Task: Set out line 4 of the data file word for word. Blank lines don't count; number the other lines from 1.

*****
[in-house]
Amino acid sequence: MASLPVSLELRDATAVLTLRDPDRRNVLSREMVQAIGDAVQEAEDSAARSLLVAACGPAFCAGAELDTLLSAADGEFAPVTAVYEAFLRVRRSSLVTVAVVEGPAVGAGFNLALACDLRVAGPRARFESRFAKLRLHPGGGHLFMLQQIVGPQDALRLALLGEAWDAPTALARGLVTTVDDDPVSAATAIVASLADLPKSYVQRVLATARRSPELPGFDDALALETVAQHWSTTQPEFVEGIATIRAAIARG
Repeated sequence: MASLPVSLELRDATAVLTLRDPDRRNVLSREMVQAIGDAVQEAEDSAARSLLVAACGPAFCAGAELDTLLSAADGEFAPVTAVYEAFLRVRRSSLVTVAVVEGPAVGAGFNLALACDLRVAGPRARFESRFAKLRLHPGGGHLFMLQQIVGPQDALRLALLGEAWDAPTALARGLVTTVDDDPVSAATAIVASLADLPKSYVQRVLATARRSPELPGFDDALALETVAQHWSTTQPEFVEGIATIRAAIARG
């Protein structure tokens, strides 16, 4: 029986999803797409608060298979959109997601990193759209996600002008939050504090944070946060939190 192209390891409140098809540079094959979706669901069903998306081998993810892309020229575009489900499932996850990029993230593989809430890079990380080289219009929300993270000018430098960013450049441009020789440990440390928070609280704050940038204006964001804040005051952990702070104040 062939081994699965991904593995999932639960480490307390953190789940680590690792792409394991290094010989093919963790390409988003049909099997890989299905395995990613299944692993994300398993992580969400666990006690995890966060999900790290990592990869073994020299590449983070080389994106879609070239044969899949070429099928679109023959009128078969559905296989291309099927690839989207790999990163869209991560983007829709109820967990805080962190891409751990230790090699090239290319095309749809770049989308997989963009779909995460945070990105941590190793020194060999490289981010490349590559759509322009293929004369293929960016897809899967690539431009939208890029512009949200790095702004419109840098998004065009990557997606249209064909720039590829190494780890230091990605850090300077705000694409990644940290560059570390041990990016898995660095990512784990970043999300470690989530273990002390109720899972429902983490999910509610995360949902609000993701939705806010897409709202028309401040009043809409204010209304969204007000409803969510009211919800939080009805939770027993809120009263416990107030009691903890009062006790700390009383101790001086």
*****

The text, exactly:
């Protein structure tokens, strides 16, 4: 029986999803797409608060298979959109997601990193759209996600002008939050504090944070946060939190 192209390891409140098809540079094959979706669901069903998306081998993810892309020229575009489900499932996850990029993230593989809430890079990380080289219009929300993270000018430098960013450049441009020789440990440390928070609280704050940038204006964001804040005051952990702070104040 062939081994699965991904593995999932639960480490307390953190789940680590690792792409394991290094010989093919963790390409988003049909099997890989299905395995990613299944692993994300398993992580969400666990006690995890966060999900790290990592990869073994020299590449983070080389994106879609070239044969899949070429099928679109023959009128078969559905296989291309099927690839989207790999990163869209991560983007829709109820967990805080962190891409751990230790090699090239290319095309749809770049989308997989963009779909995460945070990105941590190793020194060999490289981010490349590559759509322009293929004369293929960016897809899967690539431009939208890029512009949200790095702004419109840098998004065009990557997606249209064909720039590829190494780890230091990605850090300077705000694409990644940290560059570390041990990016898995660095990512784990970043999300470690989530273990002390109720899972429902983490999910509610995360949902609000993701939705806010897409709202028309401040009043809409204010209304969204007000409803969510009211919800939080009805939770027993809120009263416990107030009691903890009062006790700390009383101790001086």